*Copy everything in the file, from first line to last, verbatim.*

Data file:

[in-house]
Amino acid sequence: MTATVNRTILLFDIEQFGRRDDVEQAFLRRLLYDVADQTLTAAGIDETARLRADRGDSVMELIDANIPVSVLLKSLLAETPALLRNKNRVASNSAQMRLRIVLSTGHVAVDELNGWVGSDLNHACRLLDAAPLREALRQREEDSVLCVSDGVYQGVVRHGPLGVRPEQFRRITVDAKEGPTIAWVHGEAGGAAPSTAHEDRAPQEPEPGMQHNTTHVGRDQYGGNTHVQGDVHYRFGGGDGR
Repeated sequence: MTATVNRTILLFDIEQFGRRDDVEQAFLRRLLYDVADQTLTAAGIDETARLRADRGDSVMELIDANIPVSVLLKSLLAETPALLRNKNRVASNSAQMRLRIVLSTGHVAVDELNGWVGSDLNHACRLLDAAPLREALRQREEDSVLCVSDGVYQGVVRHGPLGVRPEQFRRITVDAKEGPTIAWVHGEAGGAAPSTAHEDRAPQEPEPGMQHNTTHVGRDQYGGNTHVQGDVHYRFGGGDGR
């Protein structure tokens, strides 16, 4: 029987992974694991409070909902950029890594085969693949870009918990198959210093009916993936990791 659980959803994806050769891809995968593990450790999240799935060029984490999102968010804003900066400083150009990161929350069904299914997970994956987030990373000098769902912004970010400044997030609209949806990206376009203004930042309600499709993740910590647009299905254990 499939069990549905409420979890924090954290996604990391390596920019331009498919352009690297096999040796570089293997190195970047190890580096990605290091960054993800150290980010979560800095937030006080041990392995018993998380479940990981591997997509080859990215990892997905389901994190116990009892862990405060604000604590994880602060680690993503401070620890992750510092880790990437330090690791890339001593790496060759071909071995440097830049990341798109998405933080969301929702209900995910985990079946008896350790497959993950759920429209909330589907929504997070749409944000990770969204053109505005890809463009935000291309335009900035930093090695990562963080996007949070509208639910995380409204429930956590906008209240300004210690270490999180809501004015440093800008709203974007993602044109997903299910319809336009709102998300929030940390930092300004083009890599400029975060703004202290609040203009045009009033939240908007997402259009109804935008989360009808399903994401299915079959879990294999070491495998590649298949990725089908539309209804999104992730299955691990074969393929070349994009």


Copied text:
[in-house]
Amino acid sequence: MTATVNRTILLFDIEQFGRRDDVEQAFLRRLLYDVADQTLTAAGIDETARLRADRGDSVMELIDANIPVSVLLKSLLAETPALLRNKNRVASNSAQMRLRIVLSTGHVAVDELNGWVGSDLNHACRLLDAAPLREALRQREEDSVLCVSDGVYQGVVRHGPLGVRPEQFRRITVDAKEGPTIAWVHGEAGGAAPSTAHEDRAPQEPEPGMQHNTTHVGRDQYGGNTHVQGDVHYRFGGGDGR
Repeated sequence: MTATVNRTILLFDIEQFGRRDDVEQAFLRRLLYDVADQTLTAAGIDETARLRADRGDSVMELIDANIPVSVLLKSLLAETPALLRNKNRVASNSAQMRLRIVLSTGHVAVDELNGWVGSDLNHACRLLDAAPLREALRQREEDSVLCVSDGVYQGVVRHGPLGVRPEQFRRITVDAKEGPTIAWVHGEAGGAAPSTAHEDRAPQEPEPGMQHNTTHVGRDQYGGNTHVQGDVHYRFGGGDGR
């Protein structure tokens, strides 16, 4: 029987992974694991409070909902950029890594085969693949870009918990198959210093009916993936990791 659980959803994806050769891809995968593990450790999240799935060029984490999102968010804003900066400083150009990161929350069904299914997970994956987030990373000098769902912004970010400044997030609209949806990206376009203004930042309600499709993740910590647009299905254990 499939069990549905409420979890924090954290996604990391390596920019331009498919352009690297096999040796570089293997190195970047190890580096990605290091960054993800150290980010979560800095937030006080041990392995018993998380479940990981591997997509080859990215990892997905389901994190116990009892862990405060604000604590994880602060680690993503401070620890992750510092880790990437330090690791890339001593790496060759071909071995440097830049990341798109998405933080969301929702209900995910985990079946008896350790497959993950759920429209909330589907929504997070749409944000990770969204053109505005890809463009935000291309335009900035930093090695990562963080996007949070509208639910995380409204429930956590906008209240300004210690270490999180809501004015440093800008709203974007993602044109997903299910319809336009709102998300929030940390930092300004083009890599400029975060703004202290609040203009045009009033939240908007997402259009109804935008989360009808399903994401299915079959879990294999070491495998590649298949990725089908539309209804999104992730299955691990074969393929070349994009």